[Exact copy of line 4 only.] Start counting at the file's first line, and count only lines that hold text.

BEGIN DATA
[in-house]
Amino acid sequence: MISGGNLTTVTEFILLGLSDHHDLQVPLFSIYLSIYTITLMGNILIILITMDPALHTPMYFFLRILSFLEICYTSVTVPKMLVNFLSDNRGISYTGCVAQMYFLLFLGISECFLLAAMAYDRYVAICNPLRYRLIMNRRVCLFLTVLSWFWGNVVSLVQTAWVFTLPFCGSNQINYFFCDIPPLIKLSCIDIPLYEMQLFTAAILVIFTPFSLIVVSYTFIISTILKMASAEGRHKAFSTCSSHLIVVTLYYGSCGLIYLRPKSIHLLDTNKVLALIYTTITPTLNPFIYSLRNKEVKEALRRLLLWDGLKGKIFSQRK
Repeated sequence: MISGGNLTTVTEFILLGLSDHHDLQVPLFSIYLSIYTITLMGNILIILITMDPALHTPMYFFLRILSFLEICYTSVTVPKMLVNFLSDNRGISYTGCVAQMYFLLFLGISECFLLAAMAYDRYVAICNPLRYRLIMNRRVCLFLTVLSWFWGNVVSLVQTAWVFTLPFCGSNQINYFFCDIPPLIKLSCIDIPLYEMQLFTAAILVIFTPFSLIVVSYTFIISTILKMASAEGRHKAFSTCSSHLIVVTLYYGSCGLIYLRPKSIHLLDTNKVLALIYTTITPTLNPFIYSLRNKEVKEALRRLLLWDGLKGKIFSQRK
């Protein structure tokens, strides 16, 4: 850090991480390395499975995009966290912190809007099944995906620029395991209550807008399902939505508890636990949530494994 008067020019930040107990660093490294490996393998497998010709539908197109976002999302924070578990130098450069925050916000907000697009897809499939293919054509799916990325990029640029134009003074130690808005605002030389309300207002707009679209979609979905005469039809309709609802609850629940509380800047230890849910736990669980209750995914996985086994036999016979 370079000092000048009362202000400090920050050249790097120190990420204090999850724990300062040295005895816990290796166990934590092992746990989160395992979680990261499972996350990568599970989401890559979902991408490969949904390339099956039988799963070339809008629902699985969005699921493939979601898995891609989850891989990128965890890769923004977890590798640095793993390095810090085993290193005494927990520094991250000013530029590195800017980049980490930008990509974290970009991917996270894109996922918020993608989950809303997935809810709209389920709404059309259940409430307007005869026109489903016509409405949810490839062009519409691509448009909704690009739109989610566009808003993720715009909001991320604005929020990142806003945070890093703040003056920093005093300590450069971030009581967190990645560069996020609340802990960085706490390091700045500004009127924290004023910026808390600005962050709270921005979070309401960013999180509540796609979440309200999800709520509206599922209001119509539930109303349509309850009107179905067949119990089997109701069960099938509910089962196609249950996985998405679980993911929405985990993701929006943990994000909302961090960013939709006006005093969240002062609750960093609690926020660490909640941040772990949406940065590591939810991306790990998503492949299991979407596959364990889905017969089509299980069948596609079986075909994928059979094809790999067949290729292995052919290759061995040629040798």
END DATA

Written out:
């Protein structure tokens, strides 16, 4: 850090991480390395499975995009966290912190809007099944995906620029395991209550807008399902939505508890636990949530494994 008067020019930040107990660093490294490996393998497998010709539908197109976002999302924070578990130098450069925050916000907000697009897809499939293919054509799916990325990029640029134009003074130690808005605002030389309300207002707009679209979609979905005469039809309709609802609850629940509380800047230890849910736990669980209750995914996985086994036999016979 370079000092000048009362202000400090920050050249790097120190990420204090999850724990300062040295005895816990290796166990934590092992746990989160395992979680990261499972996350990568599970989401890559979902991408490969949904390339099956039988799963070339809008629902699985969005699921493939979601898995891609989850891989990128965890890769923004977890590798640095793993390095810090085993290193005494927990520094991250000013530029590195800017980049980490930008990509974290970009991917996270894109996922918020993608989950809303997935809810709209389920709404059309259940409430307007005869026109489903016509409405949810490839062009519409691509448009909704690009739109989610566009808003993720715009909001991320604005929020990142806003945070890093703040003056920093005093300590450069971030009581967190990645560069996020609340802990960085706490390091700045500004009127924290004023910026808390600005962050709270921005979070309401960013999180509540796609979440309200999800709520509206599922209001119509539930109303349509309850009107179905067949119990089997109701069960099938509910089962196609249950996985998405679980993911929405985990993701929006943990994000909302961090960013939709006006005093969240002062609750960093609690926020660490909640941040772990949406940065590591939810991306790990998503492949299991979407596959364990889905017969089509299980069948596609079986075909994928059979094809790999067949290729292995052919290759061995040629040798």